If you thought phishing emails were going away anytime soon, think again. According to Symantec’s July Intelligence report, “one in every 1,968 emails” during the 31-day month was a malicious phishing message – the highest rate in the past 12 months.
There’s a shift taking place in the boardroom: With the recent high-profile cyberattacks like WannaCry and NotPetya, cybersecurity has been placed in the spotlight, making it a much more prominent topic than it was five years ago.
The internet is a dangerous place, right? Not only is the internet full of hackers trying to steal your corporate information, but they’re also targeting your website and company database to steal credit cards, private health information and other sensitive data to resell on the Dark Web.
There’s a C- on your report card, but you’re not alone: The 2017 Global Cybersecurity Assurance Report Card found that the world’s information security practitioners gave global cybersecurity readiness an overall score of 70 percent – a six-point drop over 2016.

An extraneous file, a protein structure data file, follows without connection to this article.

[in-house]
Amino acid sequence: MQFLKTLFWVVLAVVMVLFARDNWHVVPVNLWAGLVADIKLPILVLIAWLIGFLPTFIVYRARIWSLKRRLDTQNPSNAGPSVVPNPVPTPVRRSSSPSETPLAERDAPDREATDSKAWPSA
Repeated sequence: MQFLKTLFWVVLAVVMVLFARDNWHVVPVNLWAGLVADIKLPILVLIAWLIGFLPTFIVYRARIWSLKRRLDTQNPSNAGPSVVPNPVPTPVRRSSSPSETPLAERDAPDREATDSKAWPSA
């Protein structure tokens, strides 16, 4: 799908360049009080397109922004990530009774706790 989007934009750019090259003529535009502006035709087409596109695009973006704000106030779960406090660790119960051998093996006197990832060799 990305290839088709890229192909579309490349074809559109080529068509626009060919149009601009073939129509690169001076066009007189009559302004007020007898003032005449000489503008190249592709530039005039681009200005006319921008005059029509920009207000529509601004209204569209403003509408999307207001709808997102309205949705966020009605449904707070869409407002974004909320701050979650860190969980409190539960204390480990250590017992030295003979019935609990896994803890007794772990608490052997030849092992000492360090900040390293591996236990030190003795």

Every day we are updated about the latest cybersecurity breaches – whether it's Yahoo, Dropbox or LinkedIn, how many records have been stolen, or how much companies have paid in result from ransomware or financial fraud.
Chief security officers are the obvious point people to address a workforce’s cybersecurity concerns. While it is the obligation of a CSO or CISO to spearhead a company’s defense against cyber attacks, the responsibility cannot fall solely on the shoulders of a single person.
In 2015, it seemed no one was safe from hackers. The year began with Sony reeling from a hack that put the studio and celebrities such as Seth Rogen and James Franco in a web of geopolitics and extortion. Seven months later came the high-profile Ashley Madison hack, which resulted in the release of the email and physical addresses for 37 million users. Cybercriminals stole $1 billion from banks in 30 countries as part of the Carbanak hack. Even the Director of the CIA wasn’t safe – his AOL email account was hacked by someone claiming to be a high school student.
Cyber criminals are now using sophisticated social engineering techniques to target employees and trick them into handing over funds and divulging sensitive corporate data. Luckily there are a number of steps organizations can take to protect themselves and their employees from this increasingly popular and successful form of threat.
Who are the Most Influential People in Security? Find out which security leaders are making a difference in the September issue of Security magazine! Also, read about how New York is shaking up cybersecurity, changes in drone legislation, three steps to prepare for the GDPR, school surveillance savings and more.